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Spanish wine of Castilla La Mancha

Night and day, enjoy the Tapeo as an everyday wine and the Velada for more special moments.
Night and day, enjoy the Tapeo as an everyday wine and the Velada for more special moments.
T. Peiffer

When most of us think about the exploits of Don Quixote, wine certainly is not one of the first things the pops up. But the wine producers in Spain’s Castilla-La Mancha region would like the see that situation changed. Surely, Don liked his wine, right?

Oh yes, he did, and didn’t really care if it was held in wine skins or bottles. But that was the way it was then.

Now, as Spanish wines move toward higher levels of quality, even Don’s old “stomping grounds” (top producing region in Spain by volume) are leaving their mark.

This year, Castilla-La Mancha’s organization “Tierra de Vinedos” toured the U.S. (more touring next year too) as an introduction to Castilla-La Mancha’s quality and to get working on potential exports to selected distributors. Or course, you have start with tasting the wine, and that was where the focus has been.

Take Castilla-LaMancha’s Bodega Zagarron, they are celebrating “tilting at windmills” in a big way, with big wines. And their Tempranillo renditions are sure to give those from Rioja a good run. If not this year, then they will in a few. That’s because of a recent focus on extracting higher quality wines from this region’s winemakers.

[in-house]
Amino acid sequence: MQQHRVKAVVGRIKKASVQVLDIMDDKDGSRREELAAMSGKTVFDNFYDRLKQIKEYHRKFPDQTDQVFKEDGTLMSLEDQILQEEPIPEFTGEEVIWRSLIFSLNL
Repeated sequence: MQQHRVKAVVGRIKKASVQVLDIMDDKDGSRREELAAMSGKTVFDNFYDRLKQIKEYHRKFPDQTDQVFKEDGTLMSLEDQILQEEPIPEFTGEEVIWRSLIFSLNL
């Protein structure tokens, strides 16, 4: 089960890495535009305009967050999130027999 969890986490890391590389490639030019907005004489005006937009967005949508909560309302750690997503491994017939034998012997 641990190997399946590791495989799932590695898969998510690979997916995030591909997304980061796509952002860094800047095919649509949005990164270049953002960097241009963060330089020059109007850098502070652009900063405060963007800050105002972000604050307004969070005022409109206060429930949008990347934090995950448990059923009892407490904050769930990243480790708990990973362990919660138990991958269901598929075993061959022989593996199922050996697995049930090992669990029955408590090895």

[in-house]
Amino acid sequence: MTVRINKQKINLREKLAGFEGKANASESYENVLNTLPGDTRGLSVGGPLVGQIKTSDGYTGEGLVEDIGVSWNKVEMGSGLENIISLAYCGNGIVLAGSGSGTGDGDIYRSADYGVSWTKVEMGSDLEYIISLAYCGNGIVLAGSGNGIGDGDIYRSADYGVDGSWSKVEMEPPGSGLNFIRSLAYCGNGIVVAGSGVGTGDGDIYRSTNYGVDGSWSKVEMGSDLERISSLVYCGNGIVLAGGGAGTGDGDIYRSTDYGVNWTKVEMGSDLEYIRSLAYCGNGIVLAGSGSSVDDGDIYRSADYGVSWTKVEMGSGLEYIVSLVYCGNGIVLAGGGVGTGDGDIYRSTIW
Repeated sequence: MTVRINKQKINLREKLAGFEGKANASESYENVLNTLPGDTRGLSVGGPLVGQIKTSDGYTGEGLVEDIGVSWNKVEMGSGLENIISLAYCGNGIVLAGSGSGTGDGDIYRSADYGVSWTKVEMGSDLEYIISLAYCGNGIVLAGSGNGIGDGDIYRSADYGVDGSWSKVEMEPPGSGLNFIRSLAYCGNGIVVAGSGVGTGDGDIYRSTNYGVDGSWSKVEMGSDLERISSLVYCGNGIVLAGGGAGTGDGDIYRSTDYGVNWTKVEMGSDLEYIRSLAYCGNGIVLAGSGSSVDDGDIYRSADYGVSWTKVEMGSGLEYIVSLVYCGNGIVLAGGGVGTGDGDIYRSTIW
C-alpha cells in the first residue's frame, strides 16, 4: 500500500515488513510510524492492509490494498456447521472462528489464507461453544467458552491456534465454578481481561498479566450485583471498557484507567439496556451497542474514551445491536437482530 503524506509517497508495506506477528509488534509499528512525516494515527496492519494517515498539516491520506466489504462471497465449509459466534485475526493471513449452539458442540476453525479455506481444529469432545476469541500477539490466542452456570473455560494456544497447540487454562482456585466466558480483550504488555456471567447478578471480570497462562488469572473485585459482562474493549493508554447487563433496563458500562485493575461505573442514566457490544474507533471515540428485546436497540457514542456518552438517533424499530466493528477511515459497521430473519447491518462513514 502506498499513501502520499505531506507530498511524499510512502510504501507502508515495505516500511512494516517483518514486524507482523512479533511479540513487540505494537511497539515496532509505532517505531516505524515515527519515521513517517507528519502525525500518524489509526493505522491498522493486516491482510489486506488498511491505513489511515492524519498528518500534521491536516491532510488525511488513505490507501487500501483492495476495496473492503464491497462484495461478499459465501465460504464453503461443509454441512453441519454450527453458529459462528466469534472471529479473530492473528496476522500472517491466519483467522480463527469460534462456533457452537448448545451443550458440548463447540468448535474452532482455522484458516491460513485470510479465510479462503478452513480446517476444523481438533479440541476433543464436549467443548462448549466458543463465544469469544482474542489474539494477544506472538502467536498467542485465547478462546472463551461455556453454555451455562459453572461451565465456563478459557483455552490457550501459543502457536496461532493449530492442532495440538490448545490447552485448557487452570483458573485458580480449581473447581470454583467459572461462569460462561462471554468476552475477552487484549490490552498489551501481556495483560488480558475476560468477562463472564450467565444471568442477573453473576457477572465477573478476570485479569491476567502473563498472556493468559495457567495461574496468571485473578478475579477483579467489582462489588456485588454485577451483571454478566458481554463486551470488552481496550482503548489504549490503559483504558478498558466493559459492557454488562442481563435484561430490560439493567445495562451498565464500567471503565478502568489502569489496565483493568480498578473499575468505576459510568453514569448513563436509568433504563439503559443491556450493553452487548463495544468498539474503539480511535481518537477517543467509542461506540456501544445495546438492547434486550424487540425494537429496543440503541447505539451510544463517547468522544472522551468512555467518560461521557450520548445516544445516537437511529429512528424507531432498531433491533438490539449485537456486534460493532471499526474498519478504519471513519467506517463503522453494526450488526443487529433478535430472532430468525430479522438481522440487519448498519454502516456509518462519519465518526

Two of the wines Zagarron was sampling, Tapeo & Velada, represent what can be considered casual verses formal in a Tempranillo-based wine. While both certainly contain wonderfully deep complex fruit character that Spain is famous for, the Velada really does represent a complex, not so everyday wine.

Valada’s deep bouquet is laced with floral, garden greens, and cherries (noted this in others too). As it gradually opens up it greets the nose with a little leather and earthy tones. The body is fully supple and with tannins that will support aging for many more years. When paired with thinly sliced sautéed sirloin, it’s perfect.

Next year, we’re looking for a lot more from the 46 grape varieties that Casilla-La Mancha boasts, plus more tasting opportunities from the 12 (or more) wineries that will be touring. And here’s to getting more distribution here in the U.S.

Right now, if you do a search for “La Mancha” at Total Wine, a few Tempranillo’s come up. These will probably be of the “informal” variation, certainly worth a try.

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